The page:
*Tal Shavit, Associate Dean at Israel's School of Business of the College of Management, is an expert on finance and investment psychology.

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Ecological Angst In India, A Mining Dumpsite As Neighbor

Local villagers in western India have been forced to live with a mining waste site on the edge of town. What happens when you wake up one day and the giant mound of industrial waste has imploded?

The mining dumpsite is situated just outside of the Badi village in the coastal state of Gujarat

Sukanya Shantha

BADI — Last week, when the men and women from the Bharwad community in this small village in western India stepped out for their daily work to herd livestock, they were greeted with a strange sight.

The 20-meter-high small hill that had formed at the open-cast mining dumpsite had suddenly sunk. Unsure of the reason behind the sudden caving-in, they immediately informed other villagers. In no time, word had traveled far, even drawing the attention of environment specialists and activists from outside town.

This mining dumpsite situated less than 500 meters outside of the Badi village in the coastal state of Gujarat has been a matter of serious concern ever since the Gujarat Power Corporation Limited began lignite mining work here in early 2017. The power plant is run by the Power Gujarat State Electricity Corporation Limited, which was previously known as the Bhavnagar Energy Company Ltd.

Vasudev Gohil, a 43-year-old resident of Badi village says that though the dumping site is technically situated outside the village, locals must pass the area on a daily basis.

"We are constantly on tenterhooks and looking for danger signs," he says. Indeed, their state of alert is how the sudden change in the shape of the dumpsite was noticed in the first place.

Can you trust environmental officials?

For someone visiting the place for the first time, the changes may not stand out. "But we have lived all our lives here, we know every little detail of this village. And when a 150-meter-long stretch cave-in by over 25-30 feet, the change can't be overlooked," Gohil adds.

This is not the first time that the dumpsite has worried local residents. Last November, a large part of the flattened part of the dumpsite had developed deep cracks and several flat areas had suddenly got elevated. While the officials had attributed this significant elevation to the high pressure of water in the upper strata of soil in the region, environment experts had pointed to seismic activities. The change is evident even today, nearly a year since it happened.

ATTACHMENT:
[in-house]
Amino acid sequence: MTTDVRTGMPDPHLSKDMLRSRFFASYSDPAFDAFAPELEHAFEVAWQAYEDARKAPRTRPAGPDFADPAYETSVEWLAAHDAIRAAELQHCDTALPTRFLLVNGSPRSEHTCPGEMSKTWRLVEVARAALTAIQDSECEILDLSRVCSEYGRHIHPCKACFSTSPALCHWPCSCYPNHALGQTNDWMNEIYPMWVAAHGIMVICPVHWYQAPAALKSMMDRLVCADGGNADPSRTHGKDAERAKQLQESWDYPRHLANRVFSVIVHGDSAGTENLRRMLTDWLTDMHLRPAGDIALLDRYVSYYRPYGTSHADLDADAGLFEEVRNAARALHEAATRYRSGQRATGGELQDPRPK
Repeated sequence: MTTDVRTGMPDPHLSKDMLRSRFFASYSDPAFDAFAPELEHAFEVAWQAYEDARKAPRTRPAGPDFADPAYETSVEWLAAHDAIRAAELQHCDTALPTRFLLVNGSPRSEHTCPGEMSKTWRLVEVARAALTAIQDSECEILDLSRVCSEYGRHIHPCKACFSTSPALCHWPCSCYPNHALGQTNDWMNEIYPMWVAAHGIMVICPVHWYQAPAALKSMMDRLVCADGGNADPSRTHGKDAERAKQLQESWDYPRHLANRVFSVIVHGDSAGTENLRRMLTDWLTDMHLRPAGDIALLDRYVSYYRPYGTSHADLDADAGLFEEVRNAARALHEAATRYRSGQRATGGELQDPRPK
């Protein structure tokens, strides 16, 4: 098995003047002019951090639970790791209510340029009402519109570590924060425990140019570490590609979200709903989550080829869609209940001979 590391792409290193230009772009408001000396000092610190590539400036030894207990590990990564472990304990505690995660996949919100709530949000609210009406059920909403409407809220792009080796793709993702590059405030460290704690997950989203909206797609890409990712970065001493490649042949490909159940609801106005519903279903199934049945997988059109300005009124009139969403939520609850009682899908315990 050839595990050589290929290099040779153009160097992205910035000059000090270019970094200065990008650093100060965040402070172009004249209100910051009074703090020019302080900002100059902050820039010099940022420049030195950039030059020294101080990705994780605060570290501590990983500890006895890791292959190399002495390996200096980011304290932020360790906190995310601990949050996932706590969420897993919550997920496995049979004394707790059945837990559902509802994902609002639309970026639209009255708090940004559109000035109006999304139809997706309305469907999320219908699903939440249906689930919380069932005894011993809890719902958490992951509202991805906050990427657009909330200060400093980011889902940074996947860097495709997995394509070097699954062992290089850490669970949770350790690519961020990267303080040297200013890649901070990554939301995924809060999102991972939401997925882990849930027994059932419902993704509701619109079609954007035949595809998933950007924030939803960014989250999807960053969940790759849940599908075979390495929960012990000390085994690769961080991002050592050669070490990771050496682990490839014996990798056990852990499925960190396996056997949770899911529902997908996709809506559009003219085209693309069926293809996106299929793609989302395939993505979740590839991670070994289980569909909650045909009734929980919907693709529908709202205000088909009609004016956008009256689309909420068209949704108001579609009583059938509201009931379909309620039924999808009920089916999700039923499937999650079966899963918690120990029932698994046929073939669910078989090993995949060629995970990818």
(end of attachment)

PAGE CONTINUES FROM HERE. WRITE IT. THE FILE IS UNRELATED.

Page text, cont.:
It could have sunk because of the rain.

After the recent incident, when the villagers raised an alarm and sent a written complaint to the regional Gujarat Pollution Control Board, an official visit to the site was arranged, along with the district administration and the mining department.

The regional pollution board officer Bhavnagar, A.G. Oza, insists the changes "aren't worrisome" and attributes it to the weather.

"The area received heavy rain this time. It is possible that the soil could have sunk in because of the rain," he tells The Wire. The Board, he says, along with the mining department, is now trying to assess if the caving-in had any impact on the ground surface.

"We visited the site as soon as a complaint was made. Samples have already been sent to the laboratory and we will have a clear idea only once the reports are made available," Oza adds.

Women from the Surkha village have to travel several kilometers to find potable water

Sukanya Shantha/The Wire

A questionable claim

That the dumpsite had sunk in was noticeable for at least three days between October 1 and 3, but Rohit Prajapati of an environmental watchdog group Paryavaran Suraksha Samiti, noted that it was not the first time.

"This is the third time in four years that something so strange is happening. It is a disaster in the making and the authorities ought to examine the root cause of the problem," Prajapati says, adding that the department has repeatedly failed to properly address the issue.